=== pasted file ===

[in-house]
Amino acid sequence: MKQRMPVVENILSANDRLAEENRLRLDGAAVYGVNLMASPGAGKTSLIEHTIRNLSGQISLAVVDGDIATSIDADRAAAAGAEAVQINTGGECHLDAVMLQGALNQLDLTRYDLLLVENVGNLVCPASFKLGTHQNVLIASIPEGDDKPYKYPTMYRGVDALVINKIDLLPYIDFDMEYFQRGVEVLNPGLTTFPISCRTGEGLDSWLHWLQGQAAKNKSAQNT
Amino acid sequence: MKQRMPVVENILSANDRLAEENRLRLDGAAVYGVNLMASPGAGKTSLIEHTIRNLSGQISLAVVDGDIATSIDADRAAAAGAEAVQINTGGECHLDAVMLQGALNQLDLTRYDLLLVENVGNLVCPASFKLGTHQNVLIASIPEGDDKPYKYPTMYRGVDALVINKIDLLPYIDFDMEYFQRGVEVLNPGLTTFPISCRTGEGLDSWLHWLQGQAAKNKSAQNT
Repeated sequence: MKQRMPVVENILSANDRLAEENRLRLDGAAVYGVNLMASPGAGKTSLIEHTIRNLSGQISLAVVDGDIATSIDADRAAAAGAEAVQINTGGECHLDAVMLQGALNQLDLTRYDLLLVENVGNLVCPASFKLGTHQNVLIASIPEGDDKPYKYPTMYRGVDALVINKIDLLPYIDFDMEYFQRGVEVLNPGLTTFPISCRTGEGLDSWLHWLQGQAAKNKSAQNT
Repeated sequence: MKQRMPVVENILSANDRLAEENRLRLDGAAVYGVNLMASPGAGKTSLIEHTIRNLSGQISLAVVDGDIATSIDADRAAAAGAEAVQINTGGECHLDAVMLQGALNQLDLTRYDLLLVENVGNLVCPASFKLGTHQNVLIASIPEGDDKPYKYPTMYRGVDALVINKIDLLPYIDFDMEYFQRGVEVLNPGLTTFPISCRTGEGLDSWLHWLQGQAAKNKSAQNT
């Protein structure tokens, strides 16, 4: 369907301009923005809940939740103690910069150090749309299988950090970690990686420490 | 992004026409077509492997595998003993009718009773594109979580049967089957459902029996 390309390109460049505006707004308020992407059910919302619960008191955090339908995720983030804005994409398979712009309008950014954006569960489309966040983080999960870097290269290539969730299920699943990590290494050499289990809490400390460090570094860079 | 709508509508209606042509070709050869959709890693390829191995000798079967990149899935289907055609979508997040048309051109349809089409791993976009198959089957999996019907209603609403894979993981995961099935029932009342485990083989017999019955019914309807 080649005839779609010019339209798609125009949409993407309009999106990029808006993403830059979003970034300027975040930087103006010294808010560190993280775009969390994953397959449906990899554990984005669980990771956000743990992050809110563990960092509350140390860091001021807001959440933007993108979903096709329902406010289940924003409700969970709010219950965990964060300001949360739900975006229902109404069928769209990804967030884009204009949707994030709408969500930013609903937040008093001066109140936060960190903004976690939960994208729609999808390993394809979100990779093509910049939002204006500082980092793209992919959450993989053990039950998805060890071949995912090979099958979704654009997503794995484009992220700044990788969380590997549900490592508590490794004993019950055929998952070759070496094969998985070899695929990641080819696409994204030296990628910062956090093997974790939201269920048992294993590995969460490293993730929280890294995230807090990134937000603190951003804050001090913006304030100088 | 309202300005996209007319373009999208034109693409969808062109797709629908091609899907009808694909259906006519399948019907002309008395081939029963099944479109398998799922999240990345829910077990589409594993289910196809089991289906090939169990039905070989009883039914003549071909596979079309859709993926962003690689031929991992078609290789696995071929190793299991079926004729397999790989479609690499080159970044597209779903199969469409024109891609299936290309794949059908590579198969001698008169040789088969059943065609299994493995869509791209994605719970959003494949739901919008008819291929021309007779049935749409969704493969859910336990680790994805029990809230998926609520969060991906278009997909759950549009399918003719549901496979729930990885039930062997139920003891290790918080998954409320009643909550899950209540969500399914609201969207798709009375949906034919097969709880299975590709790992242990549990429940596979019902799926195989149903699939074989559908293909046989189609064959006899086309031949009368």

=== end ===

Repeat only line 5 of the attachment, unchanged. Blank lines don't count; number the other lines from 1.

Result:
Repeated sequence: MKQRMPVVENILSANDRLAEENRLRLDGAAVYGVNLMASPGAGKTSLIEHTIRNLSGQISLAVVDGDIATSIDADRAAAAGAEAVQINTGGECHLDAVMLQGALNQLDLTRYDLLLVENVGNLVCPASFKLGTHQNVLIASIPEGDDKPYKYPTMYRGVDALVINKIDLLPYIDFDMEYFQRGVEVLNPGLTTFPISCRTGEGLDSWLHWLQGQAAKNKSAQNT